A recent piece by CBS News details efforts being made in coastal communities across the United States to mitigate the impact of ongoing sea level rise. The article lays out three methods of dealing with it: constructing structures to keep water out, like sea walls and floodgates; restoring wetlands and dunes to dampen storm surges; and simply picking up and moving away from the encroaching waterline. Although CBS points the finger at climate change for rising sea levels, the fact of the matter is that the majority of sea level rise is entirely natural, and that it’s a good idea to be prepared for it regardless.
The article, “Sea levels are rising — and it’s going to get worse. Here’s how some communities are adapting,” begins by declaring that the recent United Nations Intergovernmental Panel on Climate Change (IPCC) report definitively states that sea level rise is unavoidable, and that sea levels will “remain elevated for thousands of years.”
This may well be true, as sea levels have risen and fallen dramatically over Earth’s history, and global sea level has risen about 400 feet since the end of the last major ice age.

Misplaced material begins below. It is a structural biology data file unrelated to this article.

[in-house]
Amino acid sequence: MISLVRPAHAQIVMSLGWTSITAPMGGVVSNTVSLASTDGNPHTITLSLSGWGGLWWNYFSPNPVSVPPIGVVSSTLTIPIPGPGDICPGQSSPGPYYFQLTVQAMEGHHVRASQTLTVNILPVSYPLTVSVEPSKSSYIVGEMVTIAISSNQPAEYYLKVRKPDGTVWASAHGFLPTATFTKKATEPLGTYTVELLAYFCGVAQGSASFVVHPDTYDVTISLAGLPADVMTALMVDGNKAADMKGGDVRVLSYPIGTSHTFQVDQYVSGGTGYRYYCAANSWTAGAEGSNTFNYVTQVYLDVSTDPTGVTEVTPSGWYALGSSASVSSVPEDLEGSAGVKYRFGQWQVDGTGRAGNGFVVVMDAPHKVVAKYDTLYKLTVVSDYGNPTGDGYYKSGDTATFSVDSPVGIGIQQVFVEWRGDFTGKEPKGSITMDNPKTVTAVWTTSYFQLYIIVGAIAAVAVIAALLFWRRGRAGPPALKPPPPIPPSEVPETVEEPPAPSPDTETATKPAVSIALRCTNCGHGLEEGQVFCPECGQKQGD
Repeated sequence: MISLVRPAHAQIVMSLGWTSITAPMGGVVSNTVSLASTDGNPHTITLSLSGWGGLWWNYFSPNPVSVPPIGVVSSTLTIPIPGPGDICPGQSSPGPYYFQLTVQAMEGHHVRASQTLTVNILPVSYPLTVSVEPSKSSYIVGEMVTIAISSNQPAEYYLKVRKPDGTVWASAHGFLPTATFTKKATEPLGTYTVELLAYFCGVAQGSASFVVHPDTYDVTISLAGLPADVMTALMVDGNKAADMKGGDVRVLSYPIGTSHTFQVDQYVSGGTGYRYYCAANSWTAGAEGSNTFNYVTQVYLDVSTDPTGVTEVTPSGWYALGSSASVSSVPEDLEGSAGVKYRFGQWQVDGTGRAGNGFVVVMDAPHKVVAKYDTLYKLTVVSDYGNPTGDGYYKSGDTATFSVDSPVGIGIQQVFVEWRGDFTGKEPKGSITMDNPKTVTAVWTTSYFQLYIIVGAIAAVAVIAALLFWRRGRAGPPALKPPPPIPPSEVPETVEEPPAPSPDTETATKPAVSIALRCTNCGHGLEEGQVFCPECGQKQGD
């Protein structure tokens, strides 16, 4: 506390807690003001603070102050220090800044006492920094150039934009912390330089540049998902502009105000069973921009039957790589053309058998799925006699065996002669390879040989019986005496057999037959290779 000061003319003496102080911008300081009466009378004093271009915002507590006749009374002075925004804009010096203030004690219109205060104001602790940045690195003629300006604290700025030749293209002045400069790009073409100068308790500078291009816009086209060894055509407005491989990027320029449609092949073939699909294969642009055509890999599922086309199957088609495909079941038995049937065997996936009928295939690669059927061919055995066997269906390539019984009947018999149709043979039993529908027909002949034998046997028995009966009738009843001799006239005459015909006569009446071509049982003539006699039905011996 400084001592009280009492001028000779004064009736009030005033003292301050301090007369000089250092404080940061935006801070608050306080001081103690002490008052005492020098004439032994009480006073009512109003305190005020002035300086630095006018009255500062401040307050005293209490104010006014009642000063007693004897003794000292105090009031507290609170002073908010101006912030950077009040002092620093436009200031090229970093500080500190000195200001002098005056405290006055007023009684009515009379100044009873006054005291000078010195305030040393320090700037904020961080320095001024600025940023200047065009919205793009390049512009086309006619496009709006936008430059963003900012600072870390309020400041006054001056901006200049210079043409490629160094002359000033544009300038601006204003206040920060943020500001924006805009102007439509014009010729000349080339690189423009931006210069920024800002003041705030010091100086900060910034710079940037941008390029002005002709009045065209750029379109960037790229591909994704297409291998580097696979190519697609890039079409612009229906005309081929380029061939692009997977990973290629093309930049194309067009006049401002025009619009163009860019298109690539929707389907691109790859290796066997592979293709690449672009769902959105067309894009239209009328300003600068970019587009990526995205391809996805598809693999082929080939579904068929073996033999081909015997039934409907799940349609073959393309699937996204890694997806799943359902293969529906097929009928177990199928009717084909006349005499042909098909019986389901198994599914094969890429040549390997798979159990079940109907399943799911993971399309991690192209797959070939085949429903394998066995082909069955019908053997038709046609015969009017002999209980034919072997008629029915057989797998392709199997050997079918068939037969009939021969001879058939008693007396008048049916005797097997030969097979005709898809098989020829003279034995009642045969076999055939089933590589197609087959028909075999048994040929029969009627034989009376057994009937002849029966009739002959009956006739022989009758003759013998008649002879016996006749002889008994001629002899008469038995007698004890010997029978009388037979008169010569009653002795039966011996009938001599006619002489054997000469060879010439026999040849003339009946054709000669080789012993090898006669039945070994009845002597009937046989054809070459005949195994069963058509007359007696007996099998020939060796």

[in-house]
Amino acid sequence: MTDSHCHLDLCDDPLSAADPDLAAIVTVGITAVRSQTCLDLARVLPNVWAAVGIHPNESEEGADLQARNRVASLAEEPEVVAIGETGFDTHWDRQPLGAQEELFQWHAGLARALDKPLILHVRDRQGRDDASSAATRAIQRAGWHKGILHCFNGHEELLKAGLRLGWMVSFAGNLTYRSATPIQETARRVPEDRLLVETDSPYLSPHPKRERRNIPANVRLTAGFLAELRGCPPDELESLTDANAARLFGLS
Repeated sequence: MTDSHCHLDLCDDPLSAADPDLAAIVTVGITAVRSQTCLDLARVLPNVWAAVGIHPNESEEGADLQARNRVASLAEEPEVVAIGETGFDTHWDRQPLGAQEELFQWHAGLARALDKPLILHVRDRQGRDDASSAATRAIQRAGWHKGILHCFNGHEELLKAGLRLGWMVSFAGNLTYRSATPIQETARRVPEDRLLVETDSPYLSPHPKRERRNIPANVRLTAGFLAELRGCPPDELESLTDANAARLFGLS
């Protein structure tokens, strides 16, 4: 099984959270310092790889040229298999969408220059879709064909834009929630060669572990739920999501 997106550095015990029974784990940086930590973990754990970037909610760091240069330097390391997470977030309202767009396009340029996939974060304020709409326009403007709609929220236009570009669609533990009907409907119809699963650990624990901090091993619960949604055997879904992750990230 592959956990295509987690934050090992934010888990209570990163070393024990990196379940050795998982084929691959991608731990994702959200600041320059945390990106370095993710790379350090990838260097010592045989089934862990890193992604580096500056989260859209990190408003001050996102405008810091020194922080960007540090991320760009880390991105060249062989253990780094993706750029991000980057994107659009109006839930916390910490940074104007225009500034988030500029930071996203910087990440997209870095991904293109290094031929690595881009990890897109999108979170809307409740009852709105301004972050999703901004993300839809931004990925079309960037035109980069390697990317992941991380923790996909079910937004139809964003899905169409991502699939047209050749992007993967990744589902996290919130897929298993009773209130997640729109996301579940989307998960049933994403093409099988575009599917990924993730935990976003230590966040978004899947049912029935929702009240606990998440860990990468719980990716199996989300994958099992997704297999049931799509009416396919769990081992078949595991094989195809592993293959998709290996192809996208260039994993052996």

Current NASA satellite measurements, going back to 1993, show a global average sea levels rising at about 1.2 inches per decade, as described in Climate at a Glance: Sea Level Rise.
The CBS article notes that a large number of Americans live near coasts, “while those people don’t have the power to unilaterally solve the underlying problem of climate change, some communities are now grappling with how to adapt to sea level rise by constructing new defenses, restoring natural defenses, or just moving out of the way.”
All three of these methods help mitigate the impact of rising sea levels, depending on the particular coastal conditions.
The first example, expanding on the idea of “constructing new defenses,” the story describes New York’s East Side Coastal Resiliency Project. This is a sea wall construction project that is 2.5 miles long, and just over 16 feet high.
On either side of the East River, sea level rise is different. To the Southwest, tide gauges at The Battery show a sea level rise of about 2.9 mm per year. About twenty miles away Northeast, gauges at Kings Point show a 2.6 mm per year rise. (See figures below)
This demonstrates that aside from rising seas, and whatever minimal amount climate change may be contributing to it, other factors are significant contributors to the rates of “sea level rise” measured at different, often nearby, locations. These factors may be land subsidence, sea floor changes, localized thermal expansion, land compaction, and increased impervious surfaces.
Hardening infrastructure and building sea walls is something coastal communities have done for hundreds, if not thousands, of years. In the East Side project, floodgates will remain open until a flooding event is anticipated, much like how the Dutch have historically handled flooding in their own low-lying country.